I love well written, well thought out, post apocalyptic fiction that has no agenda. This was none of those things. Newt actually states in the introduction that this was written specifically to "inform" people of the dangers of EMP, one of the recent political tools. I won't get into the reasons why EMP is a fairly unlikely scenario, I can accept zombies so I could accept EMP as a catalyst, but what unfolds after the "event" is just goofy and comes right out of the paranoid dreams of some urban basement arm chair survivalist. EMP destroys nothing but delicate electronics, if that, and yet suddenly everyone is helpless...even in small towns in rural NC? Nobody seems to have a garden, an ATV (generally very basic electronics on these), a ham radio (many ham sets are tough old tube sets not likely to be affected by EMP), a old farm tractor or any of the many other modern technologies not viulnerable to EMP. 3 cars in a NC college town ... the kind of town that has classic car rallies a couple times a year...and that's it? And no farms? In rural NC? And there are hardly any bikes or horses...seriously?
I also find that one key characteristic of Americans, self centered, marshmallow soft dopes that we can be, is mostly ignored in this biased account: we do pull together in a crisis, we do help each other even when otherwise we might not give each other the time of day. Sure, that might eventually degrade if things got really bad, but it never even blooms here. Not only is that a cynical perspective but a poor plot plan since it is the conversion under adverse conditions of the characters that usually makes such fiction believable. This is not believable.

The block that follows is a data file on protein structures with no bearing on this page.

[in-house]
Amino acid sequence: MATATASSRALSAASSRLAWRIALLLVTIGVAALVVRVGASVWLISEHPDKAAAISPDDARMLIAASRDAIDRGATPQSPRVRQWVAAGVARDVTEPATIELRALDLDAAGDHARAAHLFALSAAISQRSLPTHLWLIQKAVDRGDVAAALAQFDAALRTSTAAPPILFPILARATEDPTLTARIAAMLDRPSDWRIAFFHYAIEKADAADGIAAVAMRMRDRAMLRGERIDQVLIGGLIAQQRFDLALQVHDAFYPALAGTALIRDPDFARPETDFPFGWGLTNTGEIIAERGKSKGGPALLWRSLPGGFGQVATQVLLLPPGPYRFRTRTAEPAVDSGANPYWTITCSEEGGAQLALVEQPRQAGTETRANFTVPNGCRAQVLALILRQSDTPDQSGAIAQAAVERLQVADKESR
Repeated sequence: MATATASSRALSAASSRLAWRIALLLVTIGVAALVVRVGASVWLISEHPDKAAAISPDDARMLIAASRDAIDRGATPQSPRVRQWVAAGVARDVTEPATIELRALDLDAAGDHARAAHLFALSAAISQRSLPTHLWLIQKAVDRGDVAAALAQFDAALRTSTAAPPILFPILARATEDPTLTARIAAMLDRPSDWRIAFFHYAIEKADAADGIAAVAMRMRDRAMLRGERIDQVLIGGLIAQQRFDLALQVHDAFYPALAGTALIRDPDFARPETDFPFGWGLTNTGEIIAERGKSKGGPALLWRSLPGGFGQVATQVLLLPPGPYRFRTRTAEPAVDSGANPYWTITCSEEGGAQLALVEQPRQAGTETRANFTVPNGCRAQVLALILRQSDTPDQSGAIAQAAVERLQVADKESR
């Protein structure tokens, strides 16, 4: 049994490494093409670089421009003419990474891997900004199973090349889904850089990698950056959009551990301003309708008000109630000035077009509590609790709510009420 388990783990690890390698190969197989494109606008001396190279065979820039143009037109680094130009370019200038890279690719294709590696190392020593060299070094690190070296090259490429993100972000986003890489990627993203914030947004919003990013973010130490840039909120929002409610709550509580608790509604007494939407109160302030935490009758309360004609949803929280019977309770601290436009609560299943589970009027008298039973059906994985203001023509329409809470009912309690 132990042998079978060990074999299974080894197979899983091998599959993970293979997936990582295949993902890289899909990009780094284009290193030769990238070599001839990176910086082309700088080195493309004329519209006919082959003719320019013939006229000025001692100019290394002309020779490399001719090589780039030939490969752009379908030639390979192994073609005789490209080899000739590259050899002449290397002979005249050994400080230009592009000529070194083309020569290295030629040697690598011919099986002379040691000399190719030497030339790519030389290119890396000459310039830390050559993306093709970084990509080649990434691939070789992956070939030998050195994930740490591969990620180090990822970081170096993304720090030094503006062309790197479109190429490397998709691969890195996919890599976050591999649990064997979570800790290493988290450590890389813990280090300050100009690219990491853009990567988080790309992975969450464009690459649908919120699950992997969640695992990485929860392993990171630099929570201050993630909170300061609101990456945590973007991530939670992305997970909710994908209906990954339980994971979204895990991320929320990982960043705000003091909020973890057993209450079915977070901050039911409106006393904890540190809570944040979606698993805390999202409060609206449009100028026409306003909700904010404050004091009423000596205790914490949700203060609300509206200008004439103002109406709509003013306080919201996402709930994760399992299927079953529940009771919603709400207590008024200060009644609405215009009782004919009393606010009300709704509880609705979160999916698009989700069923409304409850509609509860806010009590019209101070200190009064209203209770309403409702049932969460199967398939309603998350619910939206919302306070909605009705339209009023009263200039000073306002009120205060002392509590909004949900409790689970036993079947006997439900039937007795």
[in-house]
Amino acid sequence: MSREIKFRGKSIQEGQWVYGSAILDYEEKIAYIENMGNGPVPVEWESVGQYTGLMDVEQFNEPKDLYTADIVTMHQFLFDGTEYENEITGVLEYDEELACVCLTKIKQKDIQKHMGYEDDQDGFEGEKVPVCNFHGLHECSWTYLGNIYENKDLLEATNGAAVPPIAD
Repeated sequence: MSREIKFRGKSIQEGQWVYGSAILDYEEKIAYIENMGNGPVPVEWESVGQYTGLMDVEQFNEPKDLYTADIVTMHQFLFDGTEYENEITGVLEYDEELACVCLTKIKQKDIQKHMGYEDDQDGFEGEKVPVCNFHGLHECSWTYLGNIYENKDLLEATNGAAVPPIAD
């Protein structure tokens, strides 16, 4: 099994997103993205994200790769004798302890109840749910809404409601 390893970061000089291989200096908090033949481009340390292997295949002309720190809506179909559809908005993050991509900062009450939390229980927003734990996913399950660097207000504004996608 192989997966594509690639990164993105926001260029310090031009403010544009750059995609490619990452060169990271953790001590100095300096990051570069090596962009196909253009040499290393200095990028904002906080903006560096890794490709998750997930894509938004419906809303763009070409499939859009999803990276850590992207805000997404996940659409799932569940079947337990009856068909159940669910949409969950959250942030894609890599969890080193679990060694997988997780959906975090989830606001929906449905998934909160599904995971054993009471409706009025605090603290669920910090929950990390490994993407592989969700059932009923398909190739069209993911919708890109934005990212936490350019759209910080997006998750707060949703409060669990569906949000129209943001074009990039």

Anyway, with all this, the two dimensional, non-sympathetic characters, and obvious political agenda make this a sadly disappointing entry in the post apocalyptic genre. If you want a really good, haunting tale in this genre try "Earth Abides"
Don't miss the Bino Phillips series by AW Gray. They are largely unknown, but as good as any ive read!
After listening to this book I did some research and found the threats represented in the story are not only credible but probable. At least now we have been warned!
The narration is excellent, he nails the southern accents of North Carolina and small town NC as well.
The story is riveting, gut wrenching and frightening. It's not a feel good story, but don't let that turn you away. It is an important book to read!
All throughout the adventure I tried to imagine how I would act under the circumstances laid out by Fortschen. Perhaps this is why I am so moved by his work. I'd love to think I'd survive, but I simply can't imagine that would be the case.
This book is a "what if" nightmare but told in a very non-threatening way. Many doomsday books have an aura of scariness or horror as a backdrop. This book does not. It's a character and community study of what would happen to Society if all of our gadgets suddenly went off.
The story is one that is not only worth reading because it is so well-written and narrated, but because the idea of an electromagnetic pulse as a weapon is not really science fiction -- it's a real possibility. The lead character is a widowed father of two girls, retired military, living in a small Southern town and teaching at a local college. The point of view, although not first person, is through his eyes and his emotions. The human emotions and fear felt by the townspeople and others is real but not the star feature of the novel. Instead, the novel is in some ways a practical survival guide; how would food be organized, how would a town deal with non-townspeople, how would our old and our sick survive (or not). Despite the practicality aspects of the storytelling, the flow of the novel never fails to invite the reader (listener) to care about the people.